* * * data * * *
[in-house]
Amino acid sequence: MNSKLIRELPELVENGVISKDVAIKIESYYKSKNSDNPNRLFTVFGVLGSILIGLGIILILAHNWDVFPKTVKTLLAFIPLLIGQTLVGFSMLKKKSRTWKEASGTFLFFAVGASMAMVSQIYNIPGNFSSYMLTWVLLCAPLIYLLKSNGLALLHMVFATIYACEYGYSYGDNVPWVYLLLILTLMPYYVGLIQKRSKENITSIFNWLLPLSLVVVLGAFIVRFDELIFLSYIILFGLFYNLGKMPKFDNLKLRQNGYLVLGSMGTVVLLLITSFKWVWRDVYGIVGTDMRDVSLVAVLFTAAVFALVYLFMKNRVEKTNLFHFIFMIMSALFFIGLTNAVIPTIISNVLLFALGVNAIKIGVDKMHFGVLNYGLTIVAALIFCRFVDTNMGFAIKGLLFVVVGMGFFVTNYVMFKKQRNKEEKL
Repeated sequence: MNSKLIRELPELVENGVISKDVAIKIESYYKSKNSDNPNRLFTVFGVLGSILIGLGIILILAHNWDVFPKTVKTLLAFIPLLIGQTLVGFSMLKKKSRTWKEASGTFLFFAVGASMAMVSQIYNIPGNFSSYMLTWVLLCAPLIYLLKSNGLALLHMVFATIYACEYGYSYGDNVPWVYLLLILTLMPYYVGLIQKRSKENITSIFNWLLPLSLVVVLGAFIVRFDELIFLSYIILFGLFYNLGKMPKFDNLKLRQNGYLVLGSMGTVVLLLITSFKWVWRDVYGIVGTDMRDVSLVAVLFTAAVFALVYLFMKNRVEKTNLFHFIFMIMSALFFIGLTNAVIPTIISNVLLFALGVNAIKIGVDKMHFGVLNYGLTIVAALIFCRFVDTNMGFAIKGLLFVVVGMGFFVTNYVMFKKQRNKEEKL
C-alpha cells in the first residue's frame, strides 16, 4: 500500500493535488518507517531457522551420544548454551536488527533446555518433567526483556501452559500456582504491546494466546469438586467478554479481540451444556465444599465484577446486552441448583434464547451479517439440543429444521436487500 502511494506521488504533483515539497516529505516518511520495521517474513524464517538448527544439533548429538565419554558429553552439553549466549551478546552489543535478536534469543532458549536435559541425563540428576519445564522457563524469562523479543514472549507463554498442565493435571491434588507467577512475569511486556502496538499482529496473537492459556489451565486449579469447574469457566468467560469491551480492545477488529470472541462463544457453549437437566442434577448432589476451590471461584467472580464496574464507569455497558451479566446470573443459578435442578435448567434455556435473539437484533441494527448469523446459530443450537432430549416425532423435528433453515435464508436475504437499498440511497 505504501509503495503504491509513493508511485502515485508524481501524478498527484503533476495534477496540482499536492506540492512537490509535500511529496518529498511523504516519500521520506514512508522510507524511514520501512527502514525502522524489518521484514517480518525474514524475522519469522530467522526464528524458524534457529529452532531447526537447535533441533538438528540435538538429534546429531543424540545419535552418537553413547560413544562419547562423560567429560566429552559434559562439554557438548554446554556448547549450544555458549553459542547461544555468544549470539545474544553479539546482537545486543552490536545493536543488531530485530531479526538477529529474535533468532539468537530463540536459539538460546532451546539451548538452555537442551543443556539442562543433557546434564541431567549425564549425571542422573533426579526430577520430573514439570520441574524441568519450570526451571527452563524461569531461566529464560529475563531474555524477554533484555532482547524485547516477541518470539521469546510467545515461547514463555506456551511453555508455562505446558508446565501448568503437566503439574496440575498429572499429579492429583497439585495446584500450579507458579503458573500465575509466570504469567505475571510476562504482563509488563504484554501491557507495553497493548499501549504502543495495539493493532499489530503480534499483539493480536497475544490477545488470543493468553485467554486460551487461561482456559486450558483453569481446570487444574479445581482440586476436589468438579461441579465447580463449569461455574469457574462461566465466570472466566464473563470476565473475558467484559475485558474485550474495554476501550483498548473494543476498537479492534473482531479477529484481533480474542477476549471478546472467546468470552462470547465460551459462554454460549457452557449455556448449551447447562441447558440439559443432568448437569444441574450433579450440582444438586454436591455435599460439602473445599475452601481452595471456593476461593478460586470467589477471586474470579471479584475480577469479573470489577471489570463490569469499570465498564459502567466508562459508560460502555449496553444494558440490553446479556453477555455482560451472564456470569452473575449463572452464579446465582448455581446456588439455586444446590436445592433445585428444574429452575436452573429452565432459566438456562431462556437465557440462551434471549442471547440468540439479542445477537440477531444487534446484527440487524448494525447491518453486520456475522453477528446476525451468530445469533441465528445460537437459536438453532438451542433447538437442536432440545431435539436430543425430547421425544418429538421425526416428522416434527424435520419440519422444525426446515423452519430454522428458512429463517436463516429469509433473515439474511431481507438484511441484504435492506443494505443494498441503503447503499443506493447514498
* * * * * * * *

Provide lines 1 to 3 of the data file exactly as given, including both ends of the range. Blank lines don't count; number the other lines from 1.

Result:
[in-house]
Amino acid sequence: MNSKLIRELPELVENGVISKDVAIKIESYYKSKNSDNPNRLFTVFGVLGSILIGLGIILILAHNWDVFPKTVKTLLAFIPLLIGQTLVGFSMLKKKSRTWKEASGTFLFFAVGASMAMVSQIYNIPGNFSSYMLTWVLLCAPLIYLLKSNGLALLHMVFATIYACEYGYSYGDNVPWVYLLLILTLMPYYVGLIQKRSKENITSIFNWLLPLSLVVVLGAFIVRFDELIFLSYIILFGLFYNLGKMPKFDNLKLRQNGYLVLGSMGTVVLLLITSFKWVWRDVYGIVGTDMRDVSLVAVLFTAAVFALVYLFMKNRVEKTNLFHFIFMIMSALFFIGLTNAVIPTIISNVLLFALGVNAIKIGVDKMHFGVLNYGLTIVAALIFCRFVDTNMGFAIKGLLFVVVGMGFFVTNYVMFKKQRNKEEKL
Repeated sequence: MNSKLIRELPELVENGVISKDVAIKIESYYKSKNSDNPNRLFTVFGVLGSILIGLGIILILAHNWDVFPKTVKTLLAFIPLLIGQTLVGFSMLKKKSRTWKEASGTFLFFAVGASMAMVSQIYNIPGNFSSYMLTWVLLCAPLIYLLKSNGLALLHMVFATIYACEYGYSYGDNVPWVYLLLILTLMPYYVGLIQKRSKENITSIFNWLLPLSLVVVLGAFIVRFDELIFLSYIILFGLFYNLGKMPKFDNLKLRQNGYLVLGSMGTVVLLLITSFKWVWRDVYGIVGTDMRDVSLVAVLFTAAVFALVYLFMKNRVEKTNLFHFIFMIMSALFFIGLTNAVIPTIISNVLLFALGVNAIKIGVDKMHFGVLNYGLTIVAALIFCRFVDTNMGFAIKGLLFVVVGMGFFVTNYVMFKKQRNKEEKL